For a given throw the air velocity in the room Vr will increase or decrease inversely with the installation height of the grille. Counter to, for a given diffuser size, air flow and Vr, the throw will decrease 10 cm for every meter increase in installation height when this exceeds 3 m.
The throw is a function of air velocity, the reduction of which is proportional to the air quantity of the room that is drifted by the primary airstream. This quantity is proportional to the diffuser’s perimeter; hence, for two diffusers of equal area, the one with the bigger perimeter has the smaller throw.
For grilles installed on walls, the throw is selected to be equal to the ¾ of the distance from the grille to the opposite wall.
Drop is the vertical distance between the grille’s axis and the intersection of the airstream at the end of the throw.
When the air that comes out from a diffuser is colder that the air in the space it has greater density and tends to (being heavier) descent, creating the phenomenon of drop. The drop is proportional to the temperature difference ΔΤ between the cold airstream and the air in the room. Drop is also proportional to the throw and in reverse to the discharge velocity Vk.
If there is no temperature difference, the airstream has a smaller drop due to its vertical expansion as it mixes with the air in the room. The value of the drop is approximately 10 cm for every 2.5 m of throw. The phenomenon of drop is important for the feeling of comfort and its value should be such so that the airstream in an occupied area (at a height of 1.8 m from the floor) does not have a velocity that could cause annoyance.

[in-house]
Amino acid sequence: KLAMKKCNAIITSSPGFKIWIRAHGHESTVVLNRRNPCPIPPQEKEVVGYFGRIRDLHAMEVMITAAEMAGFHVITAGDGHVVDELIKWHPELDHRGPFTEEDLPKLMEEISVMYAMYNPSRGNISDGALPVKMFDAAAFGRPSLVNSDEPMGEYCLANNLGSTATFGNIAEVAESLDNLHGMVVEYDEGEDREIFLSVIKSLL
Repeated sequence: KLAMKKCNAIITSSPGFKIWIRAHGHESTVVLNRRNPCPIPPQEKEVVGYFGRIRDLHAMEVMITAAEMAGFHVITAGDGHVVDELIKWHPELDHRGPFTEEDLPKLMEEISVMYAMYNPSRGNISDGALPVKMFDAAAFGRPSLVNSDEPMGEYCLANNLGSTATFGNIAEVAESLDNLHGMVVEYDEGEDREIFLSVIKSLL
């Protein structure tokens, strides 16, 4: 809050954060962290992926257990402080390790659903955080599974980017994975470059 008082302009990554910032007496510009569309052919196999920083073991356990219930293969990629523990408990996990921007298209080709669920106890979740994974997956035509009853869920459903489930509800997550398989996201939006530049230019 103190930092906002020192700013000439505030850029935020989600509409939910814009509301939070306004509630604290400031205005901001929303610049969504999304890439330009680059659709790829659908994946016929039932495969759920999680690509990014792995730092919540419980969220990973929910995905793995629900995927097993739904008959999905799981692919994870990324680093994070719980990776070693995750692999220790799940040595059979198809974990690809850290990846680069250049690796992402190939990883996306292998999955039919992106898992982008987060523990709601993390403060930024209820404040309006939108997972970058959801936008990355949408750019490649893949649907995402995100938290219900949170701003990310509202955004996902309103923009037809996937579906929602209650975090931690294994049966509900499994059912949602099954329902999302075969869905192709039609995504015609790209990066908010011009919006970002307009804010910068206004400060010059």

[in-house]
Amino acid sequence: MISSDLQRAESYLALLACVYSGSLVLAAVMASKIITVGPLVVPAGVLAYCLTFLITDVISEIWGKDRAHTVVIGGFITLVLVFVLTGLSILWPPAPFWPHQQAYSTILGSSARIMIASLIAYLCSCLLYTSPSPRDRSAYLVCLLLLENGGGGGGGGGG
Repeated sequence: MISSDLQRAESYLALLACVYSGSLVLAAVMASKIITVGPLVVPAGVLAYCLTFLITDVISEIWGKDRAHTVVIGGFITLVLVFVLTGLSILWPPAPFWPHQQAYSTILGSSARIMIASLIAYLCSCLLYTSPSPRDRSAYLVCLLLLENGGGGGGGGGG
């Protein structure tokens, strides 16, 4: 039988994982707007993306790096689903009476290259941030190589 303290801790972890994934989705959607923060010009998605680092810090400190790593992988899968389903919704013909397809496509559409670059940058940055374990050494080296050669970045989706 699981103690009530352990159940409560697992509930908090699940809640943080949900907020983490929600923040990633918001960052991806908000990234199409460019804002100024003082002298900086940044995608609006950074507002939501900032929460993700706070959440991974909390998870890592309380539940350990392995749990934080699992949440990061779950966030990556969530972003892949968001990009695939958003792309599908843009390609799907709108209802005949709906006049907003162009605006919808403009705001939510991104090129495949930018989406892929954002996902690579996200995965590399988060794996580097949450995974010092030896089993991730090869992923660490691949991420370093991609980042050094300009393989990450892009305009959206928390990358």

4. Diffusion and Deflection
The air that comes out of a diffuser, when there are no obstacles in the air stream, takes the form of a symmetrical beam (normally conical). If for a given distance from the diffuser we consider an intersection vertical to the axis of the beam, we call deflection (s) the maximum distance from the beam’s symmetry axis. Diffusion (h) is the maximum distance between the two extremes (Diffusion = 2 x Deflection).
The distance between the centres of two adjacent diffusers should (at least) equal the value of the diffusion of one of the diffusers for the required throw. The distance from the centre of the diffuser to the adjustment wall should (at least) equal the deflection of the diffuser for the required throw.
5. Pressure Drop
Diffusers cause a pressure drop in the airstream that must be taken into account when calculating the pressure drop of the fan. The passage of air through a diffuser causes a pressure drop due to the conversion of the air energy to speed and due to friction phenomena in the diffuser itself.
Special consideration should be given to return/extraction grilles, since the necessary pressure difference should be sufficient to push a mass of air through an opening and accelerate it from a low velocity to the higher duct velocity.
6. Discharge Velocity, Throw Velocity and Room Velocity